Data has suggested that the original Delta variant is about 40% to 60% more transmissible than the Alpha variant. There was a time when the Alpha variant, otherwise known as the B.1.1.7 variant, was the alpha dog of the Covid-19 coronaviruses. After the Alpha variant was first detected in the United Kingdom, it soon became apparent that this variant was already more contagious than the original version of the SARS-CoV2 that started the pandemic. But while alpha males may be into manspreading, the Alpha variant of the Covid-19 coronavirus can’t seem to spread faster than the Delta variant. As a result, the Delta variant may soon outcompete the Alpha variant as well as other more common versions of the SARS-CoV2 to become the dominant strain in many countries.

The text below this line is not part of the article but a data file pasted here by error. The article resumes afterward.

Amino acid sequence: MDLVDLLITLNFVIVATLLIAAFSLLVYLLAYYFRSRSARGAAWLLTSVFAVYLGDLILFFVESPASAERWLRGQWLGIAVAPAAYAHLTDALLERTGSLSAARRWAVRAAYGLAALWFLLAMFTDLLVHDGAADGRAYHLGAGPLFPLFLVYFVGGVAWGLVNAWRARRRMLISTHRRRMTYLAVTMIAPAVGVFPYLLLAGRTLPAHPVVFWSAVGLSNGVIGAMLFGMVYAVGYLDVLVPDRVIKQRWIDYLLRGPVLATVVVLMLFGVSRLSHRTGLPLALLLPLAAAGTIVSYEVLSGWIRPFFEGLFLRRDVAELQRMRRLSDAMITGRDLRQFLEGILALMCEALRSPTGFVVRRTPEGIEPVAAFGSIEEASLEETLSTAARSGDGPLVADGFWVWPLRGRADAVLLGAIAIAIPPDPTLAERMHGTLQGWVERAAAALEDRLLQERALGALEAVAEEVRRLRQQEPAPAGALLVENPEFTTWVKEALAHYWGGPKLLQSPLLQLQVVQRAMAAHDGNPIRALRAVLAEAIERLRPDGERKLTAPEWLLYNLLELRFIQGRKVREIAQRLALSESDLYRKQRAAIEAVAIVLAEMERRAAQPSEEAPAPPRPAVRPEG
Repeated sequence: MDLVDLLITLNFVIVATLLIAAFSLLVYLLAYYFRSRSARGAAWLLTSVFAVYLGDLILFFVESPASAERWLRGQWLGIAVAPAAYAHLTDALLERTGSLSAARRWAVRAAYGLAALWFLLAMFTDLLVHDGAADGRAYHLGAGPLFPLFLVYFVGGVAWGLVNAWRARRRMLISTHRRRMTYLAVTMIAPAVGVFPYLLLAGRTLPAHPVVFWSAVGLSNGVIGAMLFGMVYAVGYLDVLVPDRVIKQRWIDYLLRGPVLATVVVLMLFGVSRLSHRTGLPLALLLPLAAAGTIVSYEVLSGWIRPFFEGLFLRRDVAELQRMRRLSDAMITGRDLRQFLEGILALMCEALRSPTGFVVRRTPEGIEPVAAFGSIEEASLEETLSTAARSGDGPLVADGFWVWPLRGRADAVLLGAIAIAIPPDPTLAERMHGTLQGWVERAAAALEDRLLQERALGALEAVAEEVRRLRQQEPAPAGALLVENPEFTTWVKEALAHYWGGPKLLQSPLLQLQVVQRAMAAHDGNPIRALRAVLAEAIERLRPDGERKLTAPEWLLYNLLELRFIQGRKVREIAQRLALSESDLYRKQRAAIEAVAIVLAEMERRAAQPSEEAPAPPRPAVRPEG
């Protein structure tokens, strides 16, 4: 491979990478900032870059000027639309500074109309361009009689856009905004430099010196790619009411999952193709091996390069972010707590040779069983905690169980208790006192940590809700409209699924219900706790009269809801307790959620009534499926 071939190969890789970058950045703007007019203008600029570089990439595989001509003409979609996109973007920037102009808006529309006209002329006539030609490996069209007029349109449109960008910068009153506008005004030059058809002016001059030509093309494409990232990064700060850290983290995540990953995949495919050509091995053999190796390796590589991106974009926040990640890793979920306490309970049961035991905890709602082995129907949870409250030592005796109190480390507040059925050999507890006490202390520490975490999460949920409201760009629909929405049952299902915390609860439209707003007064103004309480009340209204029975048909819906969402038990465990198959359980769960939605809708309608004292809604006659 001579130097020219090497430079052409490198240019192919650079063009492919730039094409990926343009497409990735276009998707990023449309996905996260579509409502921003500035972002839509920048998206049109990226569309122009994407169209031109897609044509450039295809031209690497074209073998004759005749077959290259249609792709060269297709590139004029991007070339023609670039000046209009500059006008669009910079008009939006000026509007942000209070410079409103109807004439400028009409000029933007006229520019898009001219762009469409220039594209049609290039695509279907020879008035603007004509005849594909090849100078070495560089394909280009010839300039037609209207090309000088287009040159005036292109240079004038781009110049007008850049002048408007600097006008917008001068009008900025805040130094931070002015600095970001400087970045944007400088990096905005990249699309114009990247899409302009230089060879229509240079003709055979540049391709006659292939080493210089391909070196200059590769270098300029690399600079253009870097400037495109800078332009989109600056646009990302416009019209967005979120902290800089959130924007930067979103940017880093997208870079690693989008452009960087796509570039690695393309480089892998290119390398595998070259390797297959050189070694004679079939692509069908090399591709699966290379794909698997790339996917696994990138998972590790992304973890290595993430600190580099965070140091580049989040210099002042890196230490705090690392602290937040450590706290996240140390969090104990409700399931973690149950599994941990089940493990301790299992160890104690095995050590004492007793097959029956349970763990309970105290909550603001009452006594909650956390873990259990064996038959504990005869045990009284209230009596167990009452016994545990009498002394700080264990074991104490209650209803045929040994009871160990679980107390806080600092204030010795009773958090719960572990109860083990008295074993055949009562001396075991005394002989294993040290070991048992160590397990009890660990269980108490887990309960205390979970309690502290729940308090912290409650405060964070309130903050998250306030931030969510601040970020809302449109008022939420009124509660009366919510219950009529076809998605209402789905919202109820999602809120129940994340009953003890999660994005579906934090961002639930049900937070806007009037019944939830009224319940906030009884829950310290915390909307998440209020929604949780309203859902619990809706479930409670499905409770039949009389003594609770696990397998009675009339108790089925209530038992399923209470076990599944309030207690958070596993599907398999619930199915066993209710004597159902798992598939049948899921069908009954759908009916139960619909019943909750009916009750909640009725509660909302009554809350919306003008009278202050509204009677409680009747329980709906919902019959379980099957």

There’s also the concern that the Delta variant may be more adept at attacking your lung cells. This is bad news for not only your lung cells but you as well. After all, unless something had gone horribly wrong, you and your lung cells are attached. As a result, the Delta variant may be more likely than other versions of the virus to make you more ill. A June 11 report from Public Health England indicated that “early data from both England and Scotland demonstrate an increased risk of hospitalisation with Delta compared to Alpha.”